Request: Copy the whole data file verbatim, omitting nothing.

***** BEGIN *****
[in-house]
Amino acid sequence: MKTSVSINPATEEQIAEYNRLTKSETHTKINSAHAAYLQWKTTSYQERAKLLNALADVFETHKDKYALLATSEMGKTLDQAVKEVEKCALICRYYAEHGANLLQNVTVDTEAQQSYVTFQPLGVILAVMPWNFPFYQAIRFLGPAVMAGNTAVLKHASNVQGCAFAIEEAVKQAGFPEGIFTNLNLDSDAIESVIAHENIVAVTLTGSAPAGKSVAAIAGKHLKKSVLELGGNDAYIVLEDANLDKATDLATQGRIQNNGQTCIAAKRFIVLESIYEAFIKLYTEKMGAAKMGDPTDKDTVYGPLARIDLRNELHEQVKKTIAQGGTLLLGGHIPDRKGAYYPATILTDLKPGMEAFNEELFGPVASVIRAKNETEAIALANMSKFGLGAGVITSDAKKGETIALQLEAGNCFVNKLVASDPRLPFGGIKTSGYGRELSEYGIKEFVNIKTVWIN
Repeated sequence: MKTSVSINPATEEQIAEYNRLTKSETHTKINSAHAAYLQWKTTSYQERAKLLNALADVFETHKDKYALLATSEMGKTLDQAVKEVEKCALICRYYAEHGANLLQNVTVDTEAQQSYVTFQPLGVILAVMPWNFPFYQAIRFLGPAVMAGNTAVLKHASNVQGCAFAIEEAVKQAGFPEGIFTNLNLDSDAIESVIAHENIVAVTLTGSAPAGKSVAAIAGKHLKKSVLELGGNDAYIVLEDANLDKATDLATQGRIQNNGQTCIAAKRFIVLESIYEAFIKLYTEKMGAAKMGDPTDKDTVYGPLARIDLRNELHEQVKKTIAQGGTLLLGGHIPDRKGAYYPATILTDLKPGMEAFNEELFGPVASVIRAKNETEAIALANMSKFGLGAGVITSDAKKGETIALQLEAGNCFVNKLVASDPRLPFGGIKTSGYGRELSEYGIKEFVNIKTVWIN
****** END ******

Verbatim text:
[in-house]
Amino acid sequence: MKTSVSINPATEEQIAEYNRLTKSETHTKINSAHAAYLQWKTTSYQERAKLLNALADVFETHKDKYALLATSEMGKTLDQAVKEVEKCALICRYYAEHGANLLQNVTVDTEAQQSYVTFQPLGVILAVMPWNFPFYQAIRFLGPAVMAGNTAVLKHASNVQGCAFAIEEAVKQAGFPEGIFTNLNLDSDAIESVIAHENIVAVTLTGSAPAGKSVAAIAGKHLKKSVLELGGNDAYIVLEDANLDKATDLATQGRIQNNGQTCIAAKRFIVLESIYEAFIKLYTEKMGAAKMGDPTDKDTVYGPLARIDLRNELHEQVKKTIAQGGTLLLGGHIPDRKGAYYPATILTDLKPGMEAFNEELFGPVASVIRAKNETEAIALANMSKFGLGAGVITSDAKKGETIALQLEAGNCFVNKLVASDPRLPFGGIKTSGYGRELSEYGIKEFVNIKTVWIN
Repeated sequence: MKTSVSINPATEEQIAEYNRLTKSETHTKINSAHAAYLQWKTTSYQERAKLLNALADVFETHKDKYALLATSEMGKTLDQAVKEVEKCALICRYYAEHGANLLQNVTVDTEAQQSYVTFQPLGVILAVMPWNFPFYQAIRFLGPAVMAGNTAVLKHASNVQGCAFAIEEAVKQAGFPEGIFTNLNLDSDAIESVIAHENIVAVTLTGSAPAGKSVAAIAGKHLKKSVLELGGNDAYIVLEDANLDKATDLATQGRIQNNGQTCIAAKRFIVLESIYEAFIKLYTEKMGAAKMGDPTDKDTVYGPLARIDLRNELHEQVKKTIAQGGTLLLGGHIPDRKGAYYPATILTDLKPGMEAFNEELFGPVASVIRAKNETEAIALANMSKFGLGAGVITSDAKKGETIALQLEAGNCFVNKLVASDPRLPFGGIKTSGYGRELSEYGIKEFVNIKTVWIN